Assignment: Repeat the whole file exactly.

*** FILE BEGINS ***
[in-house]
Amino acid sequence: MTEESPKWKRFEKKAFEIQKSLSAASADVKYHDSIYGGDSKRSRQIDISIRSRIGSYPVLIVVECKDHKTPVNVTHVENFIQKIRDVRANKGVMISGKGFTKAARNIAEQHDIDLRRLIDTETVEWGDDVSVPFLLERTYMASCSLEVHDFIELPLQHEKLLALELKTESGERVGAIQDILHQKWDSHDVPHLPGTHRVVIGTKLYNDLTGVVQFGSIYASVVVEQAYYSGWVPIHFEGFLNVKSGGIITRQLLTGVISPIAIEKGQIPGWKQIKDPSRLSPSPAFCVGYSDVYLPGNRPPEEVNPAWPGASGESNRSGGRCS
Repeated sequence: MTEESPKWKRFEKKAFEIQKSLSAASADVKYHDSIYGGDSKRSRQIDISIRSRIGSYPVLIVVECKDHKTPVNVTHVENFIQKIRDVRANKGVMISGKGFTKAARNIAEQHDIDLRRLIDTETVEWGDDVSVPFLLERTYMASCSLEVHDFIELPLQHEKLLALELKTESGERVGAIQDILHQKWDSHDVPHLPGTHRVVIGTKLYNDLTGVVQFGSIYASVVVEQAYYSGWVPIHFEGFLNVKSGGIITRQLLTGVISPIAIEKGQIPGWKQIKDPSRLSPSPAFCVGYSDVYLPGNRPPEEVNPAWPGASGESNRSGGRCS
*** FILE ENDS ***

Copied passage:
[in-house]
Amino acid sequence: MTEESPKWKRFEKKAFEIQKSLSAASADVKYHDSIYGGDSKRSRQIDISIRSRIGSYPVLIVVECKDHKTPVNVTHVENFIQKIRDVRANKGVMISGKGFTKAARNIAEQHDIDLRRLIDTETVEWGDDVSVPFLLERTYMASCSLEVHDFIELPLQHEKLLALELKTESGERVGAIQDILHQKWDSHDVPHLPGTHRVVIGTKLYNDLTGVVQFGSIYASVVVEQAYYSGWVPIHFEGFLNVKSGGIITRQLLTGVISPIAIEKGQIPGWKQIKDPSRLSPSPAFCVGYSDVYLPGNRPPEEVNPAWPGASGESNRSGGRCS
Repeated sequence: MTEESPKWKRFEKKAFEIQKSLSAASADVKYHDSIYGGDSKRSRQIDISIRSRIGSYPVLIVVECKDHKTPVNVTHVENFIQKIRDVRANKGVMISGKGFTKAARNIAEQHDIDLRRLIDTETVEWGDDVSVPFLLERTYMASCSLEVHDFIELPLQHEKLLALELKTESGERVGAIQDILHQKWDSHDVPHLPGTHRVVIGTKLYNDLTGVVQFGSIYASVVVEQAYYSGWVPIHFEGFLNVKSGGIITRQLLTGVISPIAIEKGQIPGWKQIKDPSRLSPSPAFCVGYSDVYLPGNRPPEEVNPAWPGASGESNRSGGRCS